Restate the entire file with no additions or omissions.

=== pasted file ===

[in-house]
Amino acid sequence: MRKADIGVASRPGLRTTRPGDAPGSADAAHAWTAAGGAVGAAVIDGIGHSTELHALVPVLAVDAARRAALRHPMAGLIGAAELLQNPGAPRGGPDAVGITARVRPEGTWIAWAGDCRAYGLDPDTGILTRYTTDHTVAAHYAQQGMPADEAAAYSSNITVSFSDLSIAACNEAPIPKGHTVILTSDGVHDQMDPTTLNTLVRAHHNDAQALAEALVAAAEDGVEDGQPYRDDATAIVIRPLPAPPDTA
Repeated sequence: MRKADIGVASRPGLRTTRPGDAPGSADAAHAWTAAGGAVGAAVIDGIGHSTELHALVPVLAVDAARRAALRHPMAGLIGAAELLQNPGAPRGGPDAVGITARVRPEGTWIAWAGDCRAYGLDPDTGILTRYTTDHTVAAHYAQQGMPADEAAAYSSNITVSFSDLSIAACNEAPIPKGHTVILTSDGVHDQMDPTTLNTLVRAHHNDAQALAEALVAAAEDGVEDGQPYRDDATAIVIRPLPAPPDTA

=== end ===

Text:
[in-house]
Amino acid sequence: MRKADIGVASRPGLRTTRPGDAPGSADAAHAWTAAGGAVGAAVIDGIGHSTELHALVPVLAVDAARRAALRHPMAGLIGAAELLQNPGAPRGGPDAVGITARVRPEGTWIAWAGDCRAYGLDPDTGILTRYTTDHTVAAHYAQQGMPADEAAAYSSNITVSFSDLSIAACNEAPIPKGHTVILTSDGVHDQMDPTTLNTLVRAHHNDAQALAEALVAAAEDGVEDGQPYRDDATAIVIRPLPAPPDTA
Repeated sequence: MRKADIGVASRPGLRTTRPGDAPGSADAAHAWTAAGGAVGAAVIDGIGHSTELHALVPVLAVDAARRAALRHPMAGLIGAAELLQNPGAPRGGPDAVGITARVRPEGTWIAWAGDCRAYGLDPDTGILTRYTTDHTVAAHYAQQGMPADEAAAYSSNITVSFSDLSIAACNEAPIPKGHTVILTSDGVHDQMDPTTLNTLVRAHHNDAQALAEALVAAAEDGVEDGQPYRDDATAIVIRPLPAPPDTA